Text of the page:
The results show that the accuracies of learned value function and reward function improve as the capacity of network increases, and increasing network width works better.

Fig. 2: The error of learned Q values versus network depth in RL: the compared networks range from three layers to eight layers, including the input layer and the output layers. Under each network configuration, a Q function is learned based on the observed reward values, and the ground Q function is computed via value iteration. The mean error of the Q values is computed and plotted under different number of gradient iterations.
Fig. 3: The error of learned Q values versus network width in RL: the hidden nodes of the compared networks range from ten to fifty, in addition to an input layer, a common hidden layer, and a output layers. Under each network configuration, a Q function is learned based on the observed reward values, and the ground Q function is computed via value iteration. The mean error of the Q values is computed and plotted under different number of gradient iterations.
Fig. 4: The accuracy of learned reward values versus network depth in IRL: the compared networks range from three layers to eight layers, including the input layer and the output layers. Under each network configuration, a reward function is learned based on the observed actions, and the accuracy is computed as the correlation coefficient between the learned reward and the ground truth reward.
Fig. 5: The accuracy of learned reward values versus network width in IRL: the hidden nodes of the compared networks range from ten to fifty, in addition to an input layer, a common hidden layer, and a output layers. Under each network configuration, a reward function is learned based on the observed actions, and the accuracy is computed as the correlation coefficient between the learned reward and the ground truth reward.

Iv-B Surgical Robot Operator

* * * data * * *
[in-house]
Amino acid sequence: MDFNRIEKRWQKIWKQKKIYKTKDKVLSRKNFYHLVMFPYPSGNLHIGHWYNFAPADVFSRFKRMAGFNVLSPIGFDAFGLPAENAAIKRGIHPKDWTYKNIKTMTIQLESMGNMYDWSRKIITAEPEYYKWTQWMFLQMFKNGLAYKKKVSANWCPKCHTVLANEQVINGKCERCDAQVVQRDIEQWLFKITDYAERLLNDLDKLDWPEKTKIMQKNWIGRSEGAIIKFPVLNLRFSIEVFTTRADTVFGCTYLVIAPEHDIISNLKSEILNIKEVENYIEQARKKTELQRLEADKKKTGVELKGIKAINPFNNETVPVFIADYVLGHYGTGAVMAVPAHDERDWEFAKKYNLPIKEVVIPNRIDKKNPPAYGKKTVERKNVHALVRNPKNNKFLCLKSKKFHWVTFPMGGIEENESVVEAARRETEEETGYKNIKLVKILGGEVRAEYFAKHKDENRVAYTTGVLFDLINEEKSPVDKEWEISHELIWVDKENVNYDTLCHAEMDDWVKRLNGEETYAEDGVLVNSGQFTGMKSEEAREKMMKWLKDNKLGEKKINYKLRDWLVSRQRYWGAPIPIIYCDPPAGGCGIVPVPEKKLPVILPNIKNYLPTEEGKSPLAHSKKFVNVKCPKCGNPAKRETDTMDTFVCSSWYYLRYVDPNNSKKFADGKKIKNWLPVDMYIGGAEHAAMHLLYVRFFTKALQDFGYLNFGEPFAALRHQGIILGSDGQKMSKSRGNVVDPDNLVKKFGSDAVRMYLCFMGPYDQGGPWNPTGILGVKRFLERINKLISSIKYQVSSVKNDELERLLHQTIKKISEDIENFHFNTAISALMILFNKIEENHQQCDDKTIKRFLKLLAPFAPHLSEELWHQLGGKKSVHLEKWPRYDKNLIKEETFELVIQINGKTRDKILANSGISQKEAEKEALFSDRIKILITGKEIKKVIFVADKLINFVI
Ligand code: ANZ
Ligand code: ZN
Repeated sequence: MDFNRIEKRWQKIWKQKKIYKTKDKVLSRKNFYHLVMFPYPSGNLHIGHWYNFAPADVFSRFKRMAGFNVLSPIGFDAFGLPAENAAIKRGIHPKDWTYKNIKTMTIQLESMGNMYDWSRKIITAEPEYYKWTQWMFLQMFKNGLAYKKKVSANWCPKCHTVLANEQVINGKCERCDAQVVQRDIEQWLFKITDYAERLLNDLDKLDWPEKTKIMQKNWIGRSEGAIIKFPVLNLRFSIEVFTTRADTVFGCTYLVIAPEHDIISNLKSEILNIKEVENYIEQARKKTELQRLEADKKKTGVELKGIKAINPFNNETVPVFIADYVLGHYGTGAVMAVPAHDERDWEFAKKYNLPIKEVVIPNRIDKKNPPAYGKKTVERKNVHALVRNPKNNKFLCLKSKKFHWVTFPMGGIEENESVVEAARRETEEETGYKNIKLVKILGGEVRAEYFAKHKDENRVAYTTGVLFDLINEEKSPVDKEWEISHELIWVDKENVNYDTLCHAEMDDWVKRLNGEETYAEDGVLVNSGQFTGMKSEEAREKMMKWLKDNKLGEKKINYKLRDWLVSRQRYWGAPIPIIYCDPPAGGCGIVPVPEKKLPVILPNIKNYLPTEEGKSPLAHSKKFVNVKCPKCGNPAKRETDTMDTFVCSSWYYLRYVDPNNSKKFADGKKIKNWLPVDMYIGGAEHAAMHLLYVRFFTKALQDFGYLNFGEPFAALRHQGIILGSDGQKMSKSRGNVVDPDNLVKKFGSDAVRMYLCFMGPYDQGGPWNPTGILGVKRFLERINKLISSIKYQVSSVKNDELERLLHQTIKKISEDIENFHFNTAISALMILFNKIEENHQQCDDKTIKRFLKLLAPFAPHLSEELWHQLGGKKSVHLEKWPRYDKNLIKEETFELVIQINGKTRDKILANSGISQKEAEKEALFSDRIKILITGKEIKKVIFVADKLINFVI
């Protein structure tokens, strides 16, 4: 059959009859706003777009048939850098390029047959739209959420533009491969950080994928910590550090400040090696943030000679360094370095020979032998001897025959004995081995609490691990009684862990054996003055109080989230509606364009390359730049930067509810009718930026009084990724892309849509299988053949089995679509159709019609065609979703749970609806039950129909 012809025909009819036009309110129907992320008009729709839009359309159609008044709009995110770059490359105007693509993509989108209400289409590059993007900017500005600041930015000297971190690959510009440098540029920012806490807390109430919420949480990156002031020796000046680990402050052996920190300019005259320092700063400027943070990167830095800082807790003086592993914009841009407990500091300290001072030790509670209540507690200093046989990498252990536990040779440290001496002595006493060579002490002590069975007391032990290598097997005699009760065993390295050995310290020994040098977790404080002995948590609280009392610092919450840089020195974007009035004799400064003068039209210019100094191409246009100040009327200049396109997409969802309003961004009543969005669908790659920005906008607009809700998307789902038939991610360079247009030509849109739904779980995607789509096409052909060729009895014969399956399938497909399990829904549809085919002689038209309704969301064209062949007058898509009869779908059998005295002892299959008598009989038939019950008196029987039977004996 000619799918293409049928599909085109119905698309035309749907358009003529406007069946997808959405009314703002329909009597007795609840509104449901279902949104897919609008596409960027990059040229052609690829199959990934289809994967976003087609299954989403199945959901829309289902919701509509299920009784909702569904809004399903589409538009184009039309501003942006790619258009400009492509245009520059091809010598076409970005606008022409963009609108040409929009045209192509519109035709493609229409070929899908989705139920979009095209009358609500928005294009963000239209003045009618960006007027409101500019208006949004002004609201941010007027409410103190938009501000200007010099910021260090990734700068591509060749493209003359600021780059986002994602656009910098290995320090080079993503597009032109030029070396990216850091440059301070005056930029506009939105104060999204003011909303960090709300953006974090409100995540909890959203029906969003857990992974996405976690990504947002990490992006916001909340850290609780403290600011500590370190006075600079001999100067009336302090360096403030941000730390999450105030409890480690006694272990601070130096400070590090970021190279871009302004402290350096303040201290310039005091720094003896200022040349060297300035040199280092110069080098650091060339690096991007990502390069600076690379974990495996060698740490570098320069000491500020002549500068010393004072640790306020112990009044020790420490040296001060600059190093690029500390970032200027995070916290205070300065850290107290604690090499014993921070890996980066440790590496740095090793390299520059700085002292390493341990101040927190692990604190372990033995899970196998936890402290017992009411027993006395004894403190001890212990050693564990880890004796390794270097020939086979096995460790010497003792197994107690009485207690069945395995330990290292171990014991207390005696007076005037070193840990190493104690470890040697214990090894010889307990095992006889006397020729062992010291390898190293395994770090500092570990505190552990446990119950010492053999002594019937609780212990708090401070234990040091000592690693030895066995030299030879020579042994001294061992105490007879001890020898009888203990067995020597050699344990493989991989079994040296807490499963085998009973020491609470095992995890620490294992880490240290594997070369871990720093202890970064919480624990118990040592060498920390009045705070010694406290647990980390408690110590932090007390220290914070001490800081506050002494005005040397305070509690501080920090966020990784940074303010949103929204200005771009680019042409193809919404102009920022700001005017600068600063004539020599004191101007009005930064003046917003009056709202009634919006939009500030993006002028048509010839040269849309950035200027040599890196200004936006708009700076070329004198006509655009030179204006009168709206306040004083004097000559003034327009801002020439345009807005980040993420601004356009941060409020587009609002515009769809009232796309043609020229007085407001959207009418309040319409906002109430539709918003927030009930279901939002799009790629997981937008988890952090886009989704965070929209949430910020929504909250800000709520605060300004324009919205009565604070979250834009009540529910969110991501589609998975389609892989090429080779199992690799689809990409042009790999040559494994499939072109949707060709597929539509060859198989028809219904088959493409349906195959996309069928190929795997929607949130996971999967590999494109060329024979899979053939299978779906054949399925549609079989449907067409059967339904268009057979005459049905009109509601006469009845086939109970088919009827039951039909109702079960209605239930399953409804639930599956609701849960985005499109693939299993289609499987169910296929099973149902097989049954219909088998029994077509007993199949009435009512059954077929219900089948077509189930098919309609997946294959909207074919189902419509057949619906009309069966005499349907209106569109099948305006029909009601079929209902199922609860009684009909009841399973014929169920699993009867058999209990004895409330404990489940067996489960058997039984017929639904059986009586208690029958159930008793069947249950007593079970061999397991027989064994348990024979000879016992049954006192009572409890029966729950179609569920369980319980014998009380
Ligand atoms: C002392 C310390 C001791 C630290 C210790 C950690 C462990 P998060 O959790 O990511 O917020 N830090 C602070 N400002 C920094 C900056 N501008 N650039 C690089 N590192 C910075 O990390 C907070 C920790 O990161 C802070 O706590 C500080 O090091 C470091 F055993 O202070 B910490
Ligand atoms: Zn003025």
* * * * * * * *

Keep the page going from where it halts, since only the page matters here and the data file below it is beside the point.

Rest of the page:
We apply the proposed method to surgical robot operators in JIGSAW data set [1]. This data set describes three tasks, knot tying, needling passing, and suturing. An illustration of the tasks is shown in Figure 6. Each task is conducted by multiple robot operators, whose skills range from expert, intermediate to novice.

(a) Knot tying
(b) Needle passing
(c) Suturing
Fig. 6: Surgical operations in JIGSAW dataset: knot tying, needle passing, and suturing.

The data includes videos from two stereo cameras and robot states synchronized to the images. We assume the operator’s actions change the linear and angular acceleration of the robot, and then we use k-means clustering to identify 10000 actions from the dataset. The state set includes the robot manipulator’s positions and velocities, represented by a length-38 vector with continuous values. The transition probability is computed based on physical law.

We apply the model to surgical operator evaluation on three tasks by training on all experts and testing on novice and intermediate operators. The results are shown in Figure 7, 8 and 9.

The results show that the proposed method successfully identifies the difference between inexperienced operators and experienced operators, thus it can be used in evaluation tasks.

Fig. 7: Evaluation of operators on knot tying tasks: ”new operators” represent inexperienced operators, while ”intermediate operators” represent experienced operators. As the training epochs increase, the test error decreases, while experienced operators have a relatively lower error rate.
Fig. 8: Evaluation of operators on needle passing tasks: ”new operators” represent inexperienced operators, while ”intermediate operators” represent experienced operators. As the training epochs increase, the test error decreases, while experienced operators have a relatively lower error rate.
Fig. 9: Evaluation of operators on suturing tasks: ”new operators” represent inexperienced operators, while ”intermediate operators” represent experienced operators. As the training epochs increase, the test error decreases, while experienced operators have a relatively lower error rate.

V Conclusions

This work deals with the problem of high-dimensional inverse reinforcement learning, where the state space is usually too large for many existing solutions. We solve the problem with a function approximation framework by approximating the reinforcement learning solution. The method is firstly tested in a simulated environment, and then applied to the evaluation of surgical robot operators in three clinical tasks.

In current settings, each task has one reward function, associated with an optimal value function. In future work, we will extend this method for a robot to learn multiple reward functions. Besides, we will try to integrate transition model learning into the framework.